Jimmy Liang has been preparing sushi for most of his life.
He started making the signature Japanese dish when he was just 14 years old, and quickly developed his talent to become a head chef at age 18. In 1998, he opened his first restaurant at 19 years old with his best friend, Peter Tse. It was the Fuji Restaurant in Wollaston, Mass. and the surrounding area soon became attached to this long-awaited Japanese restaurant.
Just one year ago, the opening of Assembly Row in Somerville brought an influx of several new restaurants to the Allston neighborhood. Many are continuations of Boston classics, like Fuji, which is offering customers a blend of Japanese sushi and Southwestern Chinese Sichuan, drawing customers from across the city to the new hotspot.
Fuji’s first location was established in Quincy in 1998, and has become a popular Boston destination for Japanese cuisine ever since. With the addition of its Assembly Row restaurant, JP Fuji Group now has 9 locations in the Boston area.
Fuji’s new branch opened this past November, and already has been as successful as its Quincy and Cambridge locations, argues Jimmy Liang, the president, head chef, and founder of JP Fuji Group. The new spot features a main dining room, as well as a sushi bar and drink bar to attract customers.
“Assembly Row has been great so far,” Liang said. “This location has a huge growth potential and a great environment.”
Although there is a wide variety of other types of Asian cuisine offered, Fuji at Assembly focuses mainly on Japanese cuisine, especially sushi. The spicy tuna roll is by far the restaurant’s most popular item, and has been a best-seller for 17 years strong. Vegetarian maki (rolls) and temaki (handrolls), with options like mango avocado and sweet potato, are also offered to those with dietary restrictions.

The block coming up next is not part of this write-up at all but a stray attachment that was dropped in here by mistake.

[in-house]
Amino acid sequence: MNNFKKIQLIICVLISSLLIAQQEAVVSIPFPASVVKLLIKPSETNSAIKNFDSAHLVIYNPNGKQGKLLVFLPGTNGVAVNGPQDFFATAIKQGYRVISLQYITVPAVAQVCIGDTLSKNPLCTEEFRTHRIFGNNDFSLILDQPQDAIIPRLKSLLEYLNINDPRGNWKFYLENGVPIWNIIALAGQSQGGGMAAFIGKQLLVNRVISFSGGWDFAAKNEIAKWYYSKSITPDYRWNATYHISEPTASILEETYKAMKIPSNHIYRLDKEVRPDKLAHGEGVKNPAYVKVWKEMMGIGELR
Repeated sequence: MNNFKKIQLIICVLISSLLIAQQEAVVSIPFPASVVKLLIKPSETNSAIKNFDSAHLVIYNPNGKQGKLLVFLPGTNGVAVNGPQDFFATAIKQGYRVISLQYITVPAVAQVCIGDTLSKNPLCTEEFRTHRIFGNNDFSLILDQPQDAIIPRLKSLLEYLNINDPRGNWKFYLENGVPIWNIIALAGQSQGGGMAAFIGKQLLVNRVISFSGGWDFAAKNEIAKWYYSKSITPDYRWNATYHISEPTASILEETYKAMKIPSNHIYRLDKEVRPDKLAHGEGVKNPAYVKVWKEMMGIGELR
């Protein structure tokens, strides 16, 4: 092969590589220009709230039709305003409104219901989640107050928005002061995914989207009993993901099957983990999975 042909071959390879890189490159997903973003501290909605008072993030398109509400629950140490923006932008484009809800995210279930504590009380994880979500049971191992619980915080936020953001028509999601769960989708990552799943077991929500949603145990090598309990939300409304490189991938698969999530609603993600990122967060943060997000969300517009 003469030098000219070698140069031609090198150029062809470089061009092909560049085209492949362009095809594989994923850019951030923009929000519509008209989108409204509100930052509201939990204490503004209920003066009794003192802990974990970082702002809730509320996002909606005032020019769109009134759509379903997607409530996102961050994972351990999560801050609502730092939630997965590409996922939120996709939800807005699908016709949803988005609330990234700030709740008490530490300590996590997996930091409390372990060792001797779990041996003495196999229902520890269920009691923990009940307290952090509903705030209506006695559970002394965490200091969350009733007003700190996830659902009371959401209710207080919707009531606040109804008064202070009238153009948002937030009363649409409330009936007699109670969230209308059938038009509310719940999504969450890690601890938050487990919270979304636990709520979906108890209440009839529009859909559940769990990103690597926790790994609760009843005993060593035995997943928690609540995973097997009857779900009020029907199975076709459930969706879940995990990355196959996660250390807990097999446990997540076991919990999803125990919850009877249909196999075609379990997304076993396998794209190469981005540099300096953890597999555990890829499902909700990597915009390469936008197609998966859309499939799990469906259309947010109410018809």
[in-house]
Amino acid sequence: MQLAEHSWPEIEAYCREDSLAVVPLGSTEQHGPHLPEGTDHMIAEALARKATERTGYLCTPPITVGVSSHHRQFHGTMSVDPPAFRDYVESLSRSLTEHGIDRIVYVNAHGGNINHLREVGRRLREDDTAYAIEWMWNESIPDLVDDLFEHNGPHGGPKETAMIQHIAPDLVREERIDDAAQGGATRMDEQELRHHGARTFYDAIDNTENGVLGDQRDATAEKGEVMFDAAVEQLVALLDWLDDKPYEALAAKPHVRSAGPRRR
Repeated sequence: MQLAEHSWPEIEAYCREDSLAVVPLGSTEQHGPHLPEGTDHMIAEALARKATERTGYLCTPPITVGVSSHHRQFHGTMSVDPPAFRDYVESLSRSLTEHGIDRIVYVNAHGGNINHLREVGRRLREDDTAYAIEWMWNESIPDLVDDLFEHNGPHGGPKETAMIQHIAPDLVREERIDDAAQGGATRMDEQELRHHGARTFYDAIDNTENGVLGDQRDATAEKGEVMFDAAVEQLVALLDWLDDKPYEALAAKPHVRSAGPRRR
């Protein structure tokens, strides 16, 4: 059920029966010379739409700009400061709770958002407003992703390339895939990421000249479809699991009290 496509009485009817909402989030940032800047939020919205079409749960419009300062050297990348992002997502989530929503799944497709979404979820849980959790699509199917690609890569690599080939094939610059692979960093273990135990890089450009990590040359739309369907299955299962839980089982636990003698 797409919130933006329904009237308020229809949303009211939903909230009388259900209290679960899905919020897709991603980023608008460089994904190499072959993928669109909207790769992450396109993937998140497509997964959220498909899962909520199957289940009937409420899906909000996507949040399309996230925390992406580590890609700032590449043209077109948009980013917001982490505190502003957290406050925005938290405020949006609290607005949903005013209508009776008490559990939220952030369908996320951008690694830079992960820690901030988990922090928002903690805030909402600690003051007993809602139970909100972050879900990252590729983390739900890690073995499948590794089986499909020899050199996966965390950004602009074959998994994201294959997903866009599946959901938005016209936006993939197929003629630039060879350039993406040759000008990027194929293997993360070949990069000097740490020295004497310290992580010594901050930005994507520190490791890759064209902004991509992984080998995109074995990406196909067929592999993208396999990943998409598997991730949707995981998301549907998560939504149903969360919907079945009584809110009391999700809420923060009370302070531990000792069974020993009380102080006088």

Gluten-free customers can let the chef know if they need their dish adjusted accordingly. “They just let us know when they need something prepared to be gluten-free, and we can make it for them,” Liang said. Other than sushi, Fuji offers other tasty dinners like Sichuanese “Dried Fried” Green Beans and Beef cooked in the wok, as well as marinated ribeye tips with zucchini and bell peppers.
Fuji offers an array of Bento boxes. A lunchtime Bento box includes white rice, Miso soup, salad, spicy edamame, pork gyoza, shumai, sweet potato & zucchini tempura, spicy tuna maki, and chicken teriyaki. There are bi-weekly specials at all of its locations as well. They also offer classic desserts with Fuji’s own special twist. They make green tea tiramisu and fried cheesecake, where each slice is fried immediately before serving.
The fried dessert is such a hit that “we go through at least two dozen cheesecakes per week,” Liang said.
Nina and Jimmy Liang both pride themselves in the restaurant’s recent success in the local neighborhood. Fuji won Assembly Row’s recent “Chowdah Pot” competition in January—competing against five other establishments and restaurants in Assembly Row.
The restaurant also claimed first place in Assembly Row’s “Bartender Wars,” an eight-week tournament pitting Assembly Row’s most qualified bartenders up against each other.
Looking to the future, Fuji is hoping to become a staple in Assembly Row, while continuing to draw in customers from across the city to experience its Japanese cuisine in the new neighborhood. Liang’s business has grown significantly since its inception in 1998, and he plans to keep sushi connoisseurs flocking to his restaurant’s doors.
Featured Images by William Mennicken / Heights Staff